The Path-goal theory (1994) explained that effective leaders helps and motivate their subordinates in decision making. It also argues that leader should focus on opinion, needs and environment of the subordinates (Lamb, 2013). A good manager adopt participative leadership style for work related policies (Bass, 1990). Participative leadership style is way to learning through feed-forwarding (Bucic, Robinson, & Ramburuth, 2010). Participative leadership style creates innovation and versatility in problem solving (Sarti, 2014). According to conceptual model, participation gives intrinsic and psychological empowerment in decision making which leads to effective performance (Cotton, Vollrath, Froggatt, Lengnick-Hall, & Jenning, 1988; Spreitzer, 1995; Thomas & Velthouse, 1990). The finding of Latham et al., 1994 and (Hackman & Oldham, 1976) investigate the participative leadership style directly and indirectly effect the employee performance. In education sector participative leadership recognize new opportunities and challenges to combine, acquire and share knowledge (Edmonson, 1999). Participative leadership style constructs sense of responsibility, improved satisfaction, consensus, motivation for better performance (Wagner & MS, 2006; Watson, 2002) and lesson the barriers for innovation and for minimum social risk (West, 2002). Path-goal theory explained that participation in decision making express and propose new ideas and to accomplish the task. Previous studies assert that four factors have great importance in participative leadership style which are 1st is participation efforts, 2nd is valuable participation, 3rd is true dedication and 4th is power in decision making process (Sukrino & Siengthai, 2011). Moreover, participative leadership style give psychological empowerment, and motivation for better performance (Russ, 2011) Erez, 1993; Somech, 2005). On the basis of this theoretical argument researcher develop below relationship

H1: Participative leadership style has a significant impact on employee performance.

H2: There is a significant impact of participative leadership style on work engagement.

2.2. Work Engagement

According to the Schaufeli et al. (2002, p. 74) work engagement is "positive fulfilling work-related state of mind which is characterized by vigour, dedication and absorption". Therefore, work engagement is three dimensional model consist of dedication, vigor and absorption. Vigour signifies "a high level of energy and mental resilience at work and willingness to invest efforts in one’s work and persistence in the face of difficulties". Vigour promotes high motivation toward job (Mauno, Kinnunen, & Ruokolainen, 2007). I always work and push myself for achieving the organization goals (Shuck & Reio, 2013 p. 423). Dedication is "a strong psychological involvement in one’s meaningful work by a sense of significance, enthusiasm, inspiration, pride an challenge" (W. B. Schaufeli, Marisa Salanova, Gonz, Alez-Rom, & Bakker, 2002 p. 74). Absorption means, "Total concentration on the work being done as immersed in the work that ceases to time". Absorption skill is developed by perform challenging work (Eisenberger, Jones, Stinglhamber, Shanock, & Randall, 2005; Gonza´lez-Roma, Schaufeli, Bakker, & Lloret, 2006). Organization and individual success depends upon engagement because its leads toward organization success, performance and outcomes. Employee engagement with full concentration gives positive results like job performance, OCB, employee performance, productivity, and efficient delivery (Bakker & Leiter, 2010; Christian, Garza, & Slaughter, 2011; Holbeche & Springett, 2003; Richman, 2006). Work engagement promotes loyalty, retention,builds reputation and satisfaction (Lockwood, 2007). Previous studies indicates that WE shows extra-role performance (Demerouti & Cropanzano, 2010). WE enhance creativity, mindfulness, motivation, authentication and ethical behavior (J. K. Harter et al., 2002). Customer loyalty is also positive association between work engagement and service climate (Salanova, Lorente, Chambel, & Martínez, 2011). Moreover, engagement construct to employee advocacy, well-being, success and productivity (Robertson-Smith & Markwick, 2009). On the basis of previous study findings researcher can easily conclude that work engagement is helpful in prediction job performance (Rich, 2010; Halbesleben, 2010).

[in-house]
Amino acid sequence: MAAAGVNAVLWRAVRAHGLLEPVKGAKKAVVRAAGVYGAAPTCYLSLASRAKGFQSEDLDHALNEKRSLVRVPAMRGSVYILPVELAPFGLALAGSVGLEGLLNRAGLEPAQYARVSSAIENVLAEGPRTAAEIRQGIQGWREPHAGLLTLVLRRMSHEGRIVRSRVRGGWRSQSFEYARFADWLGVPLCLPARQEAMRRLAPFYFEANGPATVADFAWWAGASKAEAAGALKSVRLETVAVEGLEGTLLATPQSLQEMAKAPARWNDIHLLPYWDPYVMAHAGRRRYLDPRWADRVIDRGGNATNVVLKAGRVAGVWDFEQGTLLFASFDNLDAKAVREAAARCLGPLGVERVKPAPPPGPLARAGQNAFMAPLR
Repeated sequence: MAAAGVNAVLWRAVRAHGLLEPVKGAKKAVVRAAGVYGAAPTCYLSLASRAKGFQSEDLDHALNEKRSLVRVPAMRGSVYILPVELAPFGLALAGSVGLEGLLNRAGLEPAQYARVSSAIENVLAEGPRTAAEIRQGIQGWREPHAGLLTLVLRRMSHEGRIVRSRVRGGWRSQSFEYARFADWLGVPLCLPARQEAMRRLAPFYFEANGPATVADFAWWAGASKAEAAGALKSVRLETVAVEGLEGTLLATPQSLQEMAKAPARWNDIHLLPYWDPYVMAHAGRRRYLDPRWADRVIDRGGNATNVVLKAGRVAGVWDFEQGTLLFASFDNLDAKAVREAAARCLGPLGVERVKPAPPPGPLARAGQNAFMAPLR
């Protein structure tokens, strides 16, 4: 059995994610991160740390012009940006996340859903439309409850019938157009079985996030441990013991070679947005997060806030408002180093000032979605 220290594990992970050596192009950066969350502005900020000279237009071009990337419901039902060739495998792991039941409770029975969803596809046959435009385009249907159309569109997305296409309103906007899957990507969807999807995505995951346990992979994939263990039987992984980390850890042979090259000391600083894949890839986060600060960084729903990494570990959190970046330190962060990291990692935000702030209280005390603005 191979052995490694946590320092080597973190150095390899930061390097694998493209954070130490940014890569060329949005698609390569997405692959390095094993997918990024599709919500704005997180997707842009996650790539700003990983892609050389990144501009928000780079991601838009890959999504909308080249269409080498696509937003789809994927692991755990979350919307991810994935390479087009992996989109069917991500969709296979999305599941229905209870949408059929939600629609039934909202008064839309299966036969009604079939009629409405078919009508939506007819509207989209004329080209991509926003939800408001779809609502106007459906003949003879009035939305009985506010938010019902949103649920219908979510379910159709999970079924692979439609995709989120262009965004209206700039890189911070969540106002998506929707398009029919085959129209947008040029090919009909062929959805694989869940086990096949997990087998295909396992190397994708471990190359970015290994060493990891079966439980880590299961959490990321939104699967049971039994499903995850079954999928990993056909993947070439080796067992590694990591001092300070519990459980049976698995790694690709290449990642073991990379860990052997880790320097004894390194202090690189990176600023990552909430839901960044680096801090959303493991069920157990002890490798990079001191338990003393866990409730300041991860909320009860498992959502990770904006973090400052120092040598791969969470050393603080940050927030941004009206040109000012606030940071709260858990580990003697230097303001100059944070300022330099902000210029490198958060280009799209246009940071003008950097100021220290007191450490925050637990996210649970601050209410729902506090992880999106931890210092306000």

H3: There is a significant impact of work engagement on employee performance.

2.3. Employee Performance

Employee Performance explained as "the level of productivity of an individual employee, relative to his or her peers, on several job-related behaviors and outcomes" (Babin, J, Boles, S., & 1998). Financial and non-financial indicators influence on job performance and ultimately linked with success of organization (Macey & Schneider, 2008). Employee performance was defined in Vroom’s Expectancy theory 1964, as "an individual motivate to achieve a particular goal or performance target can be obtained in terms of what outcome would become beneficial to the individual as result of achieving that goal and what value is placed on that outcome" (Banjoko, 2002). Motivation theories like Goal setting theory, McGregor’s X and Y explain the employee work behavior. Leaders participative behavior, work engagement and inspiration make a positive work in employee performance (Salanova & Schaufeli, 2008; Sarti, 2014).